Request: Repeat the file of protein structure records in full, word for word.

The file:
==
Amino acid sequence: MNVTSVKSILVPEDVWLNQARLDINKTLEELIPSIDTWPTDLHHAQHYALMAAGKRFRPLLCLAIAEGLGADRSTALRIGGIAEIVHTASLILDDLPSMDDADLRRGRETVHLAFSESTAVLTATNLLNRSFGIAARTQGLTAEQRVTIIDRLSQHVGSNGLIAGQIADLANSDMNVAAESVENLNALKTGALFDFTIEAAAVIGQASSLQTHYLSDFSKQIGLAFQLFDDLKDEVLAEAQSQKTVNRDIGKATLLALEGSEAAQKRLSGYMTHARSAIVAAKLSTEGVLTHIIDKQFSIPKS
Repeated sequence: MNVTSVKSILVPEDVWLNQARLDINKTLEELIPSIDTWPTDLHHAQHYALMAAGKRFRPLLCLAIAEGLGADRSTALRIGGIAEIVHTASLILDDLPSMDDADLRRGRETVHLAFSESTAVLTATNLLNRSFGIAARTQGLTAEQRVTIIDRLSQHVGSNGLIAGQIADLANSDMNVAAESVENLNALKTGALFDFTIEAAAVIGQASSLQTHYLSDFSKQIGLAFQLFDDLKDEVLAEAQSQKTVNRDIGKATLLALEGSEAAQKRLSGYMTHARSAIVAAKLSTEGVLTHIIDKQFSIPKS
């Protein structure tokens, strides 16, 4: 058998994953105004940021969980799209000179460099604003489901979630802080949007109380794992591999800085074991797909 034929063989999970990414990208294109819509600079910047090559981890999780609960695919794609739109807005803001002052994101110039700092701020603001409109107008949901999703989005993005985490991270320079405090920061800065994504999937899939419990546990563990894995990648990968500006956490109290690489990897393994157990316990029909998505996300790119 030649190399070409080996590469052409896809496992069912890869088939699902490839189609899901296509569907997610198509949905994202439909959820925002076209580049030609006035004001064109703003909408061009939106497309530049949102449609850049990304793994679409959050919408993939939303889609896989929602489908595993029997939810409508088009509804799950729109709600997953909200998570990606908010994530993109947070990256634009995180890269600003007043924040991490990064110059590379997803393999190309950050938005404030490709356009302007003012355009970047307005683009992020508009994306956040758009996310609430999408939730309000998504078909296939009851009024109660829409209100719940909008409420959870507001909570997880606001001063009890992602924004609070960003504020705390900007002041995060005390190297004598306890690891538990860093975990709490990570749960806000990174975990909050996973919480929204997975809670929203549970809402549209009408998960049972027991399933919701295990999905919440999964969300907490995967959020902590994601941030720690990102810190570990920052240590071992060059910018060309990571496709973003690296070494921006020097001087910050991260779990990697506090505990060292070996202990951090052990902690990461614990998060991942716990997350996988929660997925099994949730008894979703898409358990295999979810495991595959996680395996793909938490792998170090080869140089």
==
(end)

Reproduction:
Amino acid sequence: MNVTSVKSILVPEDVWLNQARLDINKTLEELIPSIDTWPTDLHHAQHYALMAAGKRFRPLLCLAIAEGLGADRSTALRIGGIAEIVHTASLILDDLPSMDDADLRRGRETVHLAFSESTAVLTATNLLNRSFGIAARTQGLTAEQRVTIIDRLSQHVGSNGLIAGQIADLANSDMNVAAESVENLNALKTGALFDFTIEAAAVIGQASSLQTHYLSDFSKQIGLAFQLFDDLKDEVLAEAQSQKTVNRDIGKATLLALEGSEAAQKRLSGYMTHARSAIVAAKLSTEGVLTHIIDKQFSIPKS
Repeated sequence: MNVTSVKSILVPEDVWLNQARLDINKTLEELIPSIDTWPTDLHHAQHYALMAAGKRFRPLLCLAIAEGLGADRSTALRIGGIAEIVHTASLILDDLPSMDDADLRRGRETVHLAFSESTAVLTATNLLNRSFGIAARTQGLTAEQRVTIIDRLSQHVGSNGLIAGQIADLANSDMNVAAESVENLNALKTGALFDFTIEAAAVIGQASSLQTHYLSDFSKQIGLAFQLFDDLKDEVLAEAQSQKTVNRDIGKATLLALEGSEAAQKRLSGYMTHARSAIVAAKLSTEGVLTHIIDKQFSIPKS
């Protein structure tokens, strides 16, 4: 058998994953105004940021969980799209000179460099604003489901979630802080949007109380794992591999800085074991797909 034929063989999970990414990208294109819509600079910047090559981890999780609960695919794609739109807005803001002052994101110039700092701020603001409109107008949901999703989005993005985490991270320079405090920061800065994504999937899939419990546990563990894995990648990968500006956490109290690489990897393994157990316990029909998505996300790119 030649190399070409080996590469052409896809496992069912890869088939699902490839189609899901296509569907997610198509949905994202439909959820925002076209580049030609006035004001064109703003909408061009939106497309530049949102449609850049990304793994679409959050919408993939939303889609896989929602489908595993029997939810409508088009509804799950729109709600997953909200998570990606908010994530993109947070990256634009995180890269600003007043924040991490990064110059590379997803393999190309950050938005404030490709356009302007003012355009970047307005683009992020508009994306956040758009996310609430999408939730309000998504078909296939009851009024109660829409209100719940909008409420959870507001909570997880606001001063009890992602924004609070960003504020705390900007002041995060005390190297004598306890690891538990860093975990709490990570749960806000990174975990909050996973919480929204997975809670929203549970809402549209009408998960049972027991399933919701295990999905919440999964969300907490995967959020902590994601941030720690990102810190570990920052240590071992060059910018060309990571496709973003690296070494921006020097001087910050991260779990990697506090505990060292070996202990951090052990902690990461614990998060991942716990997350996988929660997925099994949730008894979703898409358990295999979810495991595959996680395996793909938490792998170090080869140089």